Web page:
Goldfish Warning!
きんぎょ注意報! Kingyo Chūihō!

Goldfish Warning! (Kingyo Chūihō!)—abbreviated as Kinchū in Japanese, GfW in English—is an anime based on Nekobe Neko’s manga, first aired in 1991.

Some Pics

Wapiko and the goldfish, Gyopi-chan, from OP

 

Shuu-chan, Aoi-chan and Chitose (Chii-chan)

 

Hidden References in Sailor Moon

Animators who made Sailor Moon were most probably huge fans of Kingyo Chūihō; actually we can assume at least some of them were the same persons.

Sailor Moon Ep. 19 - You can see Gyopi, Wapiko, and Chitose in the game at Motoki’s.

NOTE: Motoki = Andrew in the dub. (The Crown is the name of the arcade where he works.) [Updated, March 30, 2007 (thanks to mbncd)]

 

Sailor Moon Ep. 21 - Look at Hino Rei-chan’s bag!

 

Sailor Moon Ep.25 - Wapiko again!

 

Gyopi-chan in the background in AMG vol. 40

From Oh My Goddess! v40 (2011)  

3 Different Styles of Drawing in GfW

Each of the main characters from Goldfish Warning! except Gyopi (Wapiko, Chitose, Aoi, Shuu, and Yurika) is drawn in 3 different, distinguishable modes: serious, half-gag, and gag. The animators who created GfW called them “A Type”, “B Type”, and “C Type.”

I'll explain the differences of the 3 modes, using Wapiko.

     

[ Read the full article with more pictures. ]

Wapiko’s and Gyopi’s Facial Expressions Often Synchronized

   

You can see the same “effects” in some other shows (for example, Misha and her rabbits from Pita-Ten), but GfW is older.

   

The Original Title of “Goldfish Warning!”

I did some google and noticed that some web pages have it as Kingyou Chūihō!.

The Japanese word for “goldfish” is kingyo with short ending o, not kingyou. So the original title is not Kingyou Chūihō! but Kingyo Chūihō! きんぎょ注意報!

Another thing... Chūihō 注意報ちゅういほう is the term originally used in weather forecasts in Japan to indicate that you are advised to be careful about something that might be dangerous (such as heavy snowfall). Chuui means “attention” or “care.” There is another similar word, keihō 警報けいほう, which indicates that you are warned about something that might be very dangerous (such as very heavy snowfall).

For instance, in central Tokyo, if snowfall in 24 hours is 5 cm or more, there will be chūihō, and if snowfall in 24 hours is 20 cm or more (which is quite exceptional in Tokyo), there will be keihō. keihō is a warning—something dangerous is going to happen with a high probability. Chūihō is milder than that. As you can guess, a 5 cm snowfall is not likely to be anything very dangerous.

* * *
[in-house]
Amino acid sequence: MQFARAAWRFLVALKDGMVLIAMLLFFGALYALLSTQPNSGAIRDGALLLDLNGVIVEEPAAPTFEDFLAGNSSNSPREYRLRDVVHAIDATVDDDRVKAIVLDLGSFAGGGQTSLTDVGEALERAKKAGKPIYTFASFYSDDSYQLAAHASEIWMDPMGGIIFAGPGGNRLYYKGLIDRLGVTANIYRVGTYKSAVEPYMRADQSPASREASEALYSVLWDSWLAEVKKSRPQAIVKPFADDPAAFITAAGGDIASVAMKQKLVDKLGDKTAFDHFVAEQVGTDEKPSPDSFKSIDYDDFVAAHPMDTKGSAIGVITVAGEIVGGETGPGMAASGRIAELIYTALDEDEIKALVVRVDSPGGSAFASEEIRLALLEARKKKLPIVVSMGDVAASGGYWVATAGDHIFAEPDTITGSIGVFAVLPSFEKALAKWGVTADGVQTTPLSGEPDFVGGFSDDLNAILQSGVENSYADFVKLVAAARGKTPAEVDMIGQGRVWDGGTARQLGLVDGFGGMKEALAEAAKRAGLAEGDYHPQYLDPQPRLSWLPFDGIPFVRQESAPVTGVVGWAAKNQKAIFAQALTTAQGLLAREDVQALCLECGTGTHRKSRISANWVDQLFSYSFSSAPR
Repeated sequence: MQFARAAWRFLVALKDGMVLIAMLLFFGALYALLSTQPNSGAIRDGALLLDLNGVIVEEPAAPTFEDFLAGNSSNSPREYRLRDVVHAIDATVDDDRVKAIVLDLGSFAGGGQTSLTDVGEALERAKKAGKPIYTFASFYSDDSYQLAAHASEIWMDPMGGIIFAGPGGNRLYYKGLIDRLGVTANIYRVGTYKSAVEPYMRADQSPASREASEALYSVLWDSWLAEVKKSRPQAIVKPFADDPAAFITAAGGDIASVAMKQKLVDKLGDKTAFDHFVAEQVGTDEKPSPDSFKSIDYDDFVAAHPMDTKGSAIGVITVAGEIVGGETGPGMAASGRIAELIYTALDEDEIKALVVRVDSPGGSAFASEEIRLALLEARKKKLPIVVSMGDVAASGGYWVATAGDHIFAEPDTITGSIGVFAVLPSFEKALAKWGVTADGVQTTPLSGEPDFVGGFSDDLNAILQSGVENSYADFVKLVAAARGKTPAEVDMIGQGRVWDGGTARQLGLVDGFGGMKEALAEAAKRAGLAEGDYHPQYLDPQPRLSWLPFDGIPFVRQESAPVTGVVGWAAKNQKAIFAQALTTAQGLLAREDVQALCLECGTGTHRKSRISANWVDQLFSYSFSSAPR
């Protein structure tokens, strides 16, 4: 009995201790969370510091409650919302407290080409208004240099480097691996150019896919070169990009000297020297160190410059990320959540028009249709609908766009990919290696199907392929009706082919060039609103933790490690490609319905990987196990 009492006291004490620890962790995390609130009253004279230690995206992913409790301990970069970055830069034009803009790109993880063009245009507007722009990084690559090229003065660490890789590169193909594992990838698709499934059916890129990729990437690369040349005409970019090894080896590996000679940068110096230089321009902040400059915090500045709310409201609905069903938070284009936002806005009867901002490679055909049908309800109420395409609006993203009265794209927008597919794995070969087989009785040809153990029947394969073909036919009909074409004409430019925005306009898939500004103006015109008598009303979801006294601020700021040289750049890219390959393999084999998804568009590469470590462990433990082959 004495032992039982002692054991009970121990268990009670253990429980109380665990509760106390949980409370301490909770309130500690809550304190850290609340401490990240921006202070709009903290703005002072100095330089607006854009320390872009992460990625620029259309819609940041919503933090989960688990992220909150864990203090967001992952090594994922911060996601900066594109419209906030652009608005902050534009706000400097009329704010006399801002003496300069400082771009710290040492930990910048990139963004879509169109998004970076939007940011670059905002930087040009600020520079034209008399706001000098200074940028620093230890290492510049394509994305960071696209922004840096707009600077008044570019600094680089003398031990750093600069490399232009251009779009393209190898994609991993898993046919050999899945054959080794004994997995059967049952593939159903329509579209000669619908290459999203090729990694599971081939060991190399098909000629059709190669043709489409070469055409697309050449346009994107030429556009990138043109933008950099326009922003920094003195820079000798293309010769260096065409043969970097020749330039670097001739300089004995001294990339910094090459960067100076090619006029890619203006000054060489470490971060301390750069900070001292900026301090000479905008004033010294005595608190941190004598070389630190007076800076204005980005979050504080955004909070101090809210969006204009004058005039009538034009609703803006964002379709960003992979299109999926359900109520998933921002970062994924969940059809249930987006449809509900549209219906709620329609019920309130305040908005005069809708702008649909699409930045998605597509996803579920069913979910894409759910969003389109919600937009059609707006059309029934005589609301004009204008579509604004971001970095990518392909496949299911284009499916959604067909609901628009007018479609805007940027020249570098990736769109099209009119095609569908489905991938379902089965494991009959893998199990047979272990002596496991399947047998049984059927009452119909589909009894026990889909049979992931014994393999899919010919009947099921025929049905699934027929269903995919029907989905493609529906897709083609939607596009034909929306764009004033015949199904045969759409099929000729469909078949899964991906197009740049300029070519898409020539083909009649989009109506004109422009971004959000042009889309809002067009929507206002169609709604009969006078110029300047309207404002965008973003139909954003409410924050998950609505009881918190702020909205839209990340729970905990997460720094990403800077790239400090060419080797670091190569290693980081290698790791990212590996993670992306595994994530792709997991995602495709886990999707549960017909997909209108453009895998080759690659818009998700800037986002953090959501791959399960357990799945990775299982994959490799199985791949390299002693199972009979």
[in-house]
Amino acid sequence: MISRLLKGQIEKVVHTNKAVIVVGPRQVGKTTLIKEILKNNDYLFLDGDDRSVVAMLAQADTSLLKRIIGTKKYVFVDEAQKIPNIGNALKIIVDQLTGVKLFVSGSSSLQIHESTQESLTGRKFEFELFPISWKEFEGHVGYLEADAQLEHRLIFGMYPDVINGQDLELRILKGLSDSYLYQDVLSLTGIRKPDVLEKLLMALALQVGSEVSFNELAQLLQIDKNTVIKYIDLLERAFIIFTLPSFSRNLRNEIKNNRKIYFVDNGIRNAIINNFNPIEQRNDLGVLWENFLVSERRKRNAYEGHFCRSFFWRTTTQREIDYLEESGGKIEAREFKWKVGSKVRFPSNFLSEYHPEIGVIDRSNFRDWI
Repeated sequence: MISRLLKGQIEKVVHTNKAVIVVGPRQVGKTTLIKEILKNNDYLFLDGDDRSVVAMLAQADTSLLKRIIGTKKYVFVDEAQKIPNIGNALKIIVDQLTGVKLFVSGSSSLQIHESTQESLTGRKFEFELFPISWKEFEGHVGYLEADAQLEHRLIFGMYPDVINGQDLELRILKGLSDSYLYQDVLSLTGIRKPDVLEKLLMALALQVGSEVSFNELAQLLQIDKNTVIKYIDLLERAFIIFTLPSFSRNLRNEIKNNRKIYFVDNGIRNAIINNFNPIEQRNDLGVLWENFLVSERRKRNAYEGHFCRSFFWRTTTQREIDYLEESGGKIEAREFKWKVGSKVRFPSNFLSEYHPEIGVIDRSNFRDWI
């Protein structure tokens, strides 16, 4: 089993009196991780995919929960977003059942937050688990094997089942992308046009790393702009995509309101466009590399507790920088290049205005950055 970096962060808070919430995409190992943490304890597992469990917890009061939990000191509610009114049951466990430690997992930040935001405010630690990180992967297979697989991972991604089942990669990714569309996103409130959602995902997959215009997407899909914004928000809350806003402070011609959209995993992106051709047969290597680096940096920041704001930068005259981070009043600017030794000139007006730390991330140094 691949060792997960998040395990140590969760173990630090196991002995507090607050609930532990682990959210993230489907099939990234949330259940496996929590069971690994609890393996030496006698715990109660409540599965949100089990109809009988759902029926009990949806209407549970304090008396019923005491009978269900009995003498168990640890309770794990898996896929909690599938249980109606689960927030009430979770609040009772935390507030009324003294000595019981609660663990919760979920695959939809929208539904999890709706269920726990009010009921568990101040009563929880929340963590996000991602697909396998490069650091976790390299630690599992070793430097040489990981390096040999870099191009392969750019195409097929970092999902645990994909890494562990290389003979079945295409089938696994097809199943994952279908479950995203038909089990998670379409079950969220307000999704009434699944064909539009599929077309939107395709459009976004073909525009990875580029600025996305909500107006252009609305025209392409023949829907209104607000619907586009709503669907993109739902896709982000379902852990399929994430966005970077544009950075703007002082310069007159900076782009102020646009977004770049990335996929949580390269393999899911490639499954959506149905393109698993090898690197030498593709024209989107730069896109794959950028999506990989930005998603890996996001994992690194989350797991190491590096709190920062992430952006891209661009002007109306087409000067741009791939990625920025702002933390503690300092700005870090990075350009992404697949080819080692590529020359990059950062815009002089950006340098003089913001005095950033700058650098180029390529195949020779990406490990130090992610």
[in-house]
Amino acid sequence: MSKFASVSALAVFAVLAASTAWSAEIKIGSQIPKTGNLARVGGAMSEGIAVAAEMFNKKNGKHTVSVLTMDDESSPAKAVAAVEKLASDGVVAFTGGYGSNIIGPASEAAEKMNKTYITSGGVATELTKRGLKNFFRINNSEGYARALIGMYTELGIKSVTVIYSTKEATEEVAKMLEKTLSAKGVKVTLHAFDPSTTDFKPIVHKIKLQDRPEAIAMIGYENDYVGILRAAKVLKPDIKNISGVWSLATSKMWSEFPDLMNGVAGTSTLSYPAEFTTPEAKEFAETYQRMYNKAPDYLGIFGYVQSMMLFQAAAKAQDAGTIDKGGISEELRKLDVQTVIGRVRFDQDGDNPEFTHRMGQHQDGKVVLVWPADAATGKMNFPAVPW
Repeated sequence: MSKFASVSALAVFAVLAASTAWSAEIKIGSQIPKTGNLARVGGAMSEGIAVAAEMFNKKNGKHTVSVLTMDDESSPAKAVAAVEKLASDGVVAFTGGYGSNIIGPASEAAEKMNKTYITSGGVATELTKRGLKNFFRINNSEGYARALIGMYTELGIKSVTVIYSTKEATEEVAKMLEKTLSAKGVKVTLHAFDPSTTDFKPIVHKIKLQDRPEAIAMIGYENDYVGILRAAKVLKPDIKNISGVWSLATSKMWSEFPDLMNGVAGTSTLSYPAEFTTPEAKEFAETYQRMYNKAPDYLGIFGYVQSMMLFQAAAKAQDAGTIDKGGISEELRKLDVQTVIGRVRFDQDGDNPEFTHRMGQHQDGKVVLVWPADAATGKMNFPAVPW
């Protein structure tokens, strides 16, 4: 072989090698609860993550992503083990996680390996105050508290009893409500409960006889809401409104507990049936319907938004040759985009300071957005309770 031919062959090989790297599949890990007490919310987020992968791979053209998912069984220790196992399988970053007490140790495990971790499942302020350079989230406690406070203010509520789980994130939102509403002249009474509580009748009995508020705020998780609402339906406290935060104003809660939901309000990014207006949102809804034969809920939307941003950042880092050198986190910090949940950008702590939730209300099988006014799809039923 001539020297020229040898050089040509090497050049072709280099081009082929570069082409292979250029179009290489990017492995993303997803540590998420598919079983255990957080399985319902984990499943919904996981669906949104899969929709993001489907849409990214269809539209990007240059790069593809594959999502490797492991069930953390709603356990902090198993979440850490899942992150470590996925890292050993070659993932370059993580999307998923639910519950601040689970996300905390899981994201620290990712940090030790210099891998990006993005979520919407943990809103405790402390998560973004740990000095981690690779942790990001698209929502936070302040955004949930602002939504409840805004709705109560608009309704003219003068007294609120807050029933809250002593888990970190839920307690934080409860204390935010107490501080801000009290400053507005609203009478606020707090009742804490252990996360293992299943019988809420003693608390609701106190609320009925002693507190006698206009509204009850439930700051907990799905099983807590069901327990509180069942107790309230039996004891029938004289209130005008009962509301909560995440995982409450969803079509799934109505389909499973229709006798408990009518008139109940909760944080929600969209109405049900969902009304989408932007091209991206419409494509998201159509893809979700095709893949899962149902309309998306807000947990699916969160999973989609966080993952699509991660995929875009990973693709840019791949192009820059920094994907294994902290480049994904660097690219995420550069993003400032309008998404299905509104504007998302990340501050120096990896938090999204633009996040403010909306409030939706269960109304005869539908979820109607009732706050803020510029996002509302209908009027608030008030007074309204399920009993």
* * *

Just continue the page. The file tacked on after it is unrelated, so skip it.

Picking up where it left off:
The English word warning means “a message informing of danger” or “cautionary advice about something imminent,” while chūihō doesn’t sound so dangerous nor imminent. In short, chūihō is milder and cuter than warning. While keihō would indicate a serious situation (no laughing matter), chūihō would indicate something unusual but not that serious, which could be exciting or thrilling after all.

Kingyo Chūihō doesn’t mean “Warning! This goldfish is dangerous!” The connotation is “Exciting! Fantastic! This is a super-goldfish!”

Technically, chūihō is not “warning.” But it’s probably impossible to find a better (natural and accurate) word than warning. Besides, this show is already well-known as “Goldfish Warning!” in the English speaking areas, and changing the already-known title would be confusing.

PS (Jan 13, 2020): “Goldfish Alert!” was suggested a bit after we had used “Goldfish Warning!” in 2005. More than 10 years later (2019), dubba wrote: “Kinda wish honobono went with "Goldfish Forecast!" for the series' translated name, though, as that name doesn't mislead the English reader, and is more technically correct.” One of the main reasons we decided to use “Goldfish Warning!” as the English title was, as stated above, the show was relatively well-known already back then as “Goldfish Warning!” Incidentally, as late as Episode 48, we have changed the translation of genki yohō from “mind-weather forecast” to “happiness forecast.” The reason why the strange expression “mind-weather forecast” was used in the first place was this: the original phrase genki yohō is a creative expression based on tenki yohō (“weather forecast”) and one could say, metaphorically, genki is “mind-weather.” The expression “happiness forecast” is less rigorous, but hopefully it works better. Since honobono is a group of several people, each having their own opinion, sometimes it is difficult to make a decision between two (or more) options. For example, the translator originally wanted to render “harō (HELLO)” in the original Japanese line as bonjour in English subs, which would have been an acceptable option, but in the end we refrained from being creative.

 

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